author = "Ronnie Aronson and Gottlieb, {Peter A.} and Christiansen, {Jens S.} and Donner, {Thomas W.} and Emanuele Bosi and Bode, {Bruce W.} and Paolo Pozzilli",
year = "2014",
month = "10",
day = "1",
doi = "10.2337/dc13-0327",
language = "English",
volume = "37",
pages = "2746--2754",
journal = "Diabetes Care",
issn = "1935-5548",
publisher = "American Diabetes Association Inc.",
number = "10",

}

TY - JOUR

T1 - Low-dose otelixizumab anti-CD3 monoclonal antibody DEFEND-1 study

T2 - Results of the randomized phase III study in recent-onset human type 1 diabetes

AU - Aronson, Ronnie

AU - Gottlieb, Peter A.

AU - Christiansen, Jens S.

AU - Donner, Thomas W.

AU - Bosi, Emanuele

AU - Bode, Bruce W.

AU - Pozzilli, Paolo

PY - 2014/10/1

Y1 - 2014/10/1

N2 - OBJECTIVE Previous studies demonstrated that the anti-CD3 monoclonal antibody otelixizumab, administered at a total dose of 48-64 mg, can slow the loss of C-peptide in recent-onset type 1 diabetes patients, with frequent reactivation of Epstein Barr virus (EBV). The DEFEND-1 (Durable Response Therapy Evaluation for Early or New-Onset Type 1 Diabetes) trial was designed to test whether a lower dose of otelixizumab could preserve C-peptide secretion in new-onset type 1 diabetes patients.RESEARCH DESIGN AND METHODS A multicenter, randomized, placebo-controlled trial was performed in sites in the U.S., Canada, and Europe. Two hundred eighty-one patients were randomized to treatment with 3.1 mg otelixizumab administered over 8 days or placebo. The primary end point of the study was the change in C-peptide area under the curve (AUC) from a 2-h mixed-meal tolerance test at month 12.RESULTS The change in 2-h C-peptide AUC was not different between placebo-treated patients and otelixizumab-treated patients (20.20 vs. 20.22 nmol/L, P = 0.81). Secondary end points, including HbA1c, glucose variability, and insulin dose, were also not statistically different between the two groups. More patients in the otelixizumab group than in the placebo group experienced adverse events,mostly grade 1 or grade 2. There was no EBV reactivation (viral load >10,000 copies/106 peripheral blood mononuclear cells) in the otelixizumab group, in contrast with previously published studies at higher doses of otelixizumab.CONCLUSIONS Otelixizumab was well tolerated in patients with recent-onset type 1 diabetes at a total dose of 3.1 mg, but did not achieve preservation of levels of C-peptide or other markers of metabolic control.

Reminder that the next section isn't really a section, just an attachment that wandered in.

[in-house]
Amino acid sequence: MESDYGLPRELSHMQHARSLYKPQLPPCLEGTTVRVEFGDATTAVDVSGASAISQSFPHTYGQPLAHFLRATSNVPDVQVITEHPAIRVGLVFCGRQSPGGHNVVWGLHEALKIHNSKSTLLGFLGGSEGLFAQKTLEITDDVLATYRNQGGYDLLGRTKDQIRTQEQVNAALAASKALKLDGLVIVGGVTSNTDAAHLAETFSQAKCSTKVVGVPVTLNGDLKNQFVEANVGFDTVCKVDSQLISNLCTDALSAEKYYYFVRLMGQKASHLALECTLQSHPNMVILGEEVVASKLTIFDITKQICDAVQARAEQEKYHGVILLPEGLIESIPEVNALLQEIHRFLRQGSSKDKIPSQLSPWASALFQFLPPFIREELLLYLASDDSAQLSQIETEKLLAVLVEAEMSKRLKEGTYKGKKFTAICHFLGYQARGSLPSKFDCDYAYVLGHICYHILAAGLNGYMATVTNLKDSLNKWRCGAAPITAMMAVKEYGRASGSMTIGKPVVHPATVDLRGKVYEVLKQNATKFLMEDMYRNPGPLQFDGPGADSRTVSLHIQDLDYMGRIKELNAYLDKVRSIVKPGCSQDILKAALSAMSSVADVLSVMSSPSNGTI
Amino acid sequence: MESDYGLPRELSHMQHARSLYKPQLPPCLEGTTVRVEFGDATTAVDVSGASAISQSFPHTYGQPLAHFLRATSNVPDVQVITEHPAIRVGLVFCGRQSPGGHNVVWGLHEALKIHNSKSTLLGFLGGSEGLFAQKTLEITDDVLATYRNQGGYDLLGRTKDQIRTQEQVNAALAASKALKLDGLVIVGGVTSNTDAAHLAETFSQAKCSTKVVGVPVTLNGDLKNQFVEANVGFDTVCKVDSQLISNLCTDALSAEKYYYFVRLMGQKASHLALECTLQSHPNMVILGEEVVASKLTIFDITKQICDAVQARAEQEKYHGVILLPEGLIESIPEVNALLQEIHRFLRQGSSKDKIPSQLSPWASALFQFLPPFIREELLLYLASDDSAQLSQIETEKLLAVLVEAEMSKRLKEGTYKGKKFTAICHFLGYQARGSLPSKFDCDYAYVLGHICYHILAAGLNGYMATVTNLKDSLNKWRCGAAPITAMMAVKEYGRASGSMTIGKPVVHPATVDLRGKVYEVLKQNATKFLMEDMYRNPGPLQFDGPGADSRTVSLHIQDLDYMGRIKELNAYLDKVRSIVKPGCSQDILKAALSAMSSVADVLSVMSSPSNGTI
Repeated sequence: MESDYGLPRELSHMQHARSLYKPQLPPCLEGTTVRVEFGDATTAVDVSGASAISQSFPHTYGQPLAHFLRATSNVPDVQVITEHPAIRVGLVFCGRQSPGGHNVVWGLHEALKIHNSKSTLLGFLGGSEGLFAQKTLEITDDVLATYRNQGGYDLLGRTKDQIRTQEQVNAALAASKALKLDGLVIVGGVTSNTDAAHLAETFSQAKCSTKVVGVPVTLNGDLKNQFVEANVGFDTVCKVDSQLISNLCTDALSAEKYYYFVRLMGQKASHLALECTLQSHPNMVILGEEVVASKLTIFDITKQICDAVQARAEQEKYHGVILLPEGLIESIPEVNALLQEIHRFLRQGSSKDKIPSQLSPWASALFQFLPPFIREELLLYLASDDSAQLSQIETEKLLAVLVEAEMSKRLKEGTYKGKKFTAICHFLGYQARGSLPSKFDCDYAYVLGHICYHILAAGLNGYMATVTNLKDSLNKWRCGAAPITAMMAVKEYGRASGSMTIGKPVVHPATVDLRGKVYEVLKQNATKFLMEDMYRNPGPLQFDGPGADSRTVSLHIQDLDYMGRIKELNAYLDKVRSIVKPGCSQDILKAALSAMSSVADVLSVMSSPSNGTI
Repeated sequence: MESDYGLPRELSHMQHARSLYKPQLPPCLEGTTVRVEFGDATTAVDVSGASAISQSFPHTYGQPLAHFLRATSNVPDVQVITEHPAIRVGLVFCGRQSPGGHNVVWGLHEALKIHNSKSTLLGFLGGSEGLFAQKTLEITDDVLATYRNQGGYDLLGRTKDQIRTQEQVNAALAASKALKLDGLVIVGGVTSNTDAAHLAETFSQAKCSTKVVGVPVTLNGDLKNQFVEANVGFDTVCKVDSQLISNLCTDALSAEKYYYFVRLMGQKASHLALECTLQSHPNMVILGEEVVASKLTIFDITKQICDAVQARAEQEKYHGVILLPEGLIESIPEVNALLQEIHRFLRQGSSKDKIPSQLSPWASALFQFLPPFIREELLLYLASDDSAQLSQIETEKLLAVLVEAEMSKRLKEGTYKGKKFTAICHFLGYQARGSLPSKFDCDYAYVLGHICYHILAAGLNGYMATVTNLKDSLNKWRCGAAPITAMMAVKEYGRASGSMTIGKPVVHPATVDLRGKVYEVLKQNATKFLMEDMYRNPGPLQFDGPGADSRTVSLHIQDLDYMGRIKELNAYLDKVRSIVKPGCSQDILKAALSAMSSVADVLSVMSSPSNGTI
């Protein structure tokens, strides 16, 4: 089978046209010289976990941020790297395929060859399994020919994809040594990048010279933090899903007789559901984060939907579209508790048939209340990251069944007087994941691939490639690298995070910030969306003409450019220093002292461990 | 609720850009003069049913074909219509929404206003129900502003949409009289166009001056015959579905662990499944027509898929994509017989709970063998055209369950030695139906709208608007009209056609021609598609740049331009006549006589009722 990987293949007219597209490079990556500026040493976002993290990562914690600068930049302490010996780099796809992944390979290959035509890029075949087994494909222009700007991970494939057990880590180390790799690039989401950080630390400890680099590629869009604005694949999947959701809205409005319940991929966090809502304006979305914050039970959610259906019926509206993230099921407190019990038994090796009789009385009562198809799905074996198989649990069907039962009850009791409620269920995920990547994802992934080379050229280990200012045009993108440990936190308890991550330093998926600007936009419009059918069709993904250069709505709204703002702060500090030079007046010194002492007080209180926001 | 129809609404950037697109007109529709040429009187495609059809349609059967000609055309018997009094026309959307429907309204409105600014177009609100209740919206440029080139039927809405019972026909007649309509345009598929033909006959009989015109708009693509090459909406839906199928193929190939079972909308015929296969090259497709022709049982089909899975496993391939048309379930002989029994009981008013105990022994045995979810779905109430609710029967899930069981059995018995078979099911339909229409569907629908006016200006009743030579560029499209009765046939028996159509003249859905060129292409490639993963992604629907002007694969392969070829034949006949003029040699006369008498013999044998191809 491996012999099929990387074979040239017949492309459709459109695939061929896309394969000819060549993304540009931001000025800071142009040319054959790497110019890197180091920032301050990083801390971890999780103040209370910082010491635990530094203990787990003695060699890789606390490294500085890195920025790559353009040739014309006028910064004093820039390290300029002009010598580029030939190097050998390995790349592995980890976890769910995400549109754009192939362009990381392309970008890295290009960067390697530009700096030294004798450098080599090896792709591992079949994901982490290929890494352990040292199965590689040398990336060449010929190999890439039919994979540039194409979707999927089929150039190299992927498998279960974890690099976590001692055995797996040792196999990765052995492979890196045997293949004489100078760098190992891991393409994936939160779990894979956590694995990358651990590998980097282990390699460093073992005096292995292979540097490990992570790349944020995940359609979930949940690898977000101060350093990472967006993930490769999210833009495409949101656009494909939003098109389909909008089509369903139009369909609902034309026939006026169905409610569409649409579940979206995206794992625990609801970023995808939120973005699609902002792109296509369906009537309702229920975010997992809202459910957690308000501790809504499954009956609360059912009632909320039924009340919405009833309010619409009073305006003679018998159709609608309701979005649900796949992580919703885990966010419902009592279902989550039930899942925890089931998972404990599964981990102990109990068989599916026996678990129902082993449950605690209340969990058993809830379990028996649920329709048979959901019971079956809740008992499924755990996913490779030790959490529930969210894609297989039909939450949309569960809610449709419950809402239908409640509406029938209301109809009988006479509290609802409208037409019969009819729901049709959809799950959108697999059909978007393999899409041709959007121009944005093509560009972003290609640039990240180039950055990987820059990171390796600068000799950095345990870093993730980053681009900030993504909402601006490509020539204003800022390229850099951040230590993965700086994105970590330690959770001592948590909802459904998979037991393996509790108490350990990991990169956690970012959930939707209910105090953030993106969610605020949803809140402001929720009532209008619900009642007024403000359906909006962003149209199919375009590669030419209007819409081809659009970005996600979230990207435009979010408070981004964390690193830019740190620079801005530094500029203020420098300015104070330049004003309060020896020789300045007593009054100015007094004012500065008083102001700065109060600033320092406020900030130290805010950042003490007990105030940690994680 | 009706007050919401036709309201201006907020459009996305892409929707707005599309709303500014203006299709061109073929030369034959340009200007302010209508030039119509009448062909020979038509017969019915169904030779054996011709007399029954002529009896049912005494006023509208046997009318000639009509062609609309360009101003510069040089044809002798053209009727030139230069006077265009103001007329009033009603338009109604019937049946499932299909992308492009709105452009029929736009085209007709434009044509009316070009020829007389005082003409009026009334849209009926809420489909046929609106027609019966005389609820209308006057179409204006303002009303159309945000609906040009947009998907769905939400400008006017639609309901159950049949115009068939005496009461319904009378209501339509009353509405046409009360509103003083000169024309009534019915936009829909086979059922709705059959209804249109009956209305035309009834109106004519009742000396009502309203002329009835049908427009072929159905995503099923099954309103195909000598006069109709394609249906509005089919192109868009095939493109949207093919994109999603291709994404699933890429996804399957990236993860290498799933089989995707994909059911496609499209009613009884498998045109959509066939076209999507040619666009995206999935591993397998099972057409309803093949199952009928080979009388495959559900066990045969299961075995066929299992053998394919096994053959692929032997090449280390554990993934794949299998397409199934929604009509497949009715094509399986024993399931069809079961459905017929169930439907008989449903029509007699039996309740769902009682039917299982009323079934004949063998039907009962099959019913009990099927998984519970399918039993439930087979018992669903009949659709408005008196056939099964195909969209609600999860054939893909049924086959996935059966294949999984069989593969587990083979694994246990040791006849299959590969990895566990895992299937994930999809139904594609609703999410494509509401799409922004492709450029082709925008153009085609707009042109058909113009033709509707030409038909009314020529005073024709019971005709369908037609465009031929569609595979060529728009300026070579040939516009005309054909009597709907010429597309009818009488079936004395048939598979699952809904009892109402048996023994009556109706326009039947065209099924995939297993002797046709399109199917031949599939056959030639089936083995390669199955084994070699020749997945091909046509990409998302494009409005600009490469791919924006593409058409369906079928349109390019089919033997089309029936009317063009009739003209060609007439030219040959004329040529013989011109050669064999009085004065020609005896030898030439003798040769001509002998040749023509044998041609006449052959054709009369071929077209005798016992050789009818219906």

AB - OBJECTIVE Previous studies demonstrated that the anti-CD3 monoclonal antibody otelixizumab, administered at a total dose of 48-64 mg, can slow the loss of C-peptide in recent-onset type 1 diabetes patients, with frequent reactivation of Epstein Barr virus (EBV). The DEFEND-1 (Durable Response Therapy Evaluation for Early or New-Onset Type 1 Diabetes) trial was designed to test whether a lower dose of otelixizumab could preserve C-peptide secretion in new-onset type 1 diabetes patients.RESEARCH DESIGN AND METHODS A multicenter, randomized, placebo-controlled trial was performed in sites in the U.S., Canada, and Europe. Two hundred eighty-one patients were randomized to treatment with 3.1 mg otelixizumab administered over 8 days or placebo. The primary end point of the study was the change in C-peptide area under the curve (AUC) from a 2-h mixed-meal tolerance test at month 12.RESULTS The change in 2-h C-peptide AUC was not different between placebo-treated patients and otelixizumab-treated patients (20.20 vs. 20.22 nmol/L, P = 0.81). Secondary end points, including HbA1c, glucose variability, and insulin dose, were also not statistically different between the two groups. More patients in the otelixizumab group than in the placebo group experienced adverse events,mostly grade 1 or grade 2. There was no EBV reactivation (viral load >10,000 copies/106 peripheral blood mononuclear cells) in the otelixizumab group, in contrast with previously published studies at higher doses of otelixizumab.CONCLUSIONS Otelixizumab was well tolerated in patients with recent-onset type 1 diabetes at a total dose of 3.1 mg, but did not achieve preservation of levels of C-peptide or other markers of metabolic control.

UR - http://www.scopus.com/inward/record.url?scp=84908218494&partnerID=8YFLogxK

UR - http://www.scopus.com/inward/citedby.url?scp=84908218494&partnerID=8YFLogxK

U2 - 10.2337/dc13-0327

DO - 10.2337/dc13-0327

M3 - Article

C2 - 25011949

AN - SCOPUS:84908218494

VL - 37

SP - 2746

EP - 2754

JO - Diabetes Care

JF - Diabetes Care

SN - 1935-5548

IS - 10

ER -